Reindustrialization of Europe – Minerals Industry Contribution
Brussels, 20 November 2014: Today at the Non-Energy Extractive Industry Panel Conference, Euromines presented its position paper: “Minerals Industry Contribution to Sustainable Development”. In the document, Euromines’ members highlight the importance of needing a healthy industrial market within the EU, what the mining industry needs to answer the new European Commissioner’s call for increased investment in the EU and what the mining industry needs to be realise its potential to be a contributor to European recovery over the long-term.
Europe 2020 articulates an aim to return Europe to its leading role in industrial production. Raw materials are essential to Europe’s survival as one of the world’s leading economies. The mining industry has invested heavily in the EU in recent years and has the potential to contribute further to the 2020 strategy through development of new projects and extensions to existing ones.
The following action points summarize the needs of the industry in order to be able to deliver its full potential in enabling the reindustrialization of Europe and the realisation of the EU2020 Strategy:
EU Product Policy should move on from simple “footprint” assessment to the development of full “net benefit assessments” of products and processes in economic, environmental and social terms. Chemicals policy must make better use of best practice risk assessment in setting market conditions.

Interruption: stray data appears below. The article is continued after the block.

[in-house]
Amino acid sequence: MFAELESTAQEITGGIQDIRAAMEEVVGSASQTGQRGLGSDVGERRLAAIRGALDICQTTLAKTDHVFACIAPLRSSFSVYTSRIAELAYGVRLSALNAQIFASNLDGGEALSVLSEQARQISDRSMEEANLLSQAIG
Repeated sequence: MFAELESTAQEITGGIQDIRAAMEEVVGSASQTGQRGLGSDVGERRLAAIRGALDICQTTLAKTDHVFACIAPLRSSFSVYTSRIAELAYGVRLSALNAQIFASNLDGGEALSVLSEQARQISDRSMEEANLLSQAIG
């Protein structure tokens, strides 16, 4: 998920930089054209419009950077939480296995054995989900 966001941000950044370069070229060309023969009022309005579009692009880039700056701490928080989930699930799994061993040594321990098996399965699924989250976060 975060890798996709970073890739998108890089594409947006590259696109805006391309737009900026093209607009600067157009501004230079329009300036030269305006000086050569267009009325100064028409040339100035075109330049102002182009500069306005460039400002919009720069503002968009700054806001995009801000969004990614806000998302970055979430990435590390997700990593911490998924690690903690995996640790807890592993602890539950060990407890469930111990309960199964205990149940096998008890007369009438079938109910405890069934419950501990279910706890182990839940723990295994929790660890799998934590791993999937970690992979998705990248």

The EU’s vision of a Circular Economy must not be allowed to counter the important goals of the EU’s Raw Materials Initiative and Industrial Renaissance policy. The essential role that mining & quarrying have to play in achieving any industrial transition towards greater efficiency and less greenhouse gas emissions must be acknowledged if any such transition is to succeed.
All three EU Institutions should throw their political weight behind explicit support for mining as a specific means of achieving economic growth in key regions and Member States of the Union.
The EU should continue its efforts to access international finance and increase foreign investment in Europe – also for minerals exploration, mining & quarrying projects – and provide financial support for investments that target performance exceeding established international standards.
The EU Emissions Trading System should be aimed at achieving one single Greenhouse Gas reduction target rather than multiple targets including efficiency and renewable supply.
Free allocation of emission allowances must continue while ever EU industrial sectors are exposed to carbon leakage. ETS revenues should be recycled into development of the full range of potential emissions reduction and/or sequestration technologies for the EU.
Therefore, the extractive industry especially welcomes the plans of the European Commission – President Jean-Claude Juncker that reindustrialization, smart regulation, economic growth and job creation will be of paramount importance during the next 5 years.
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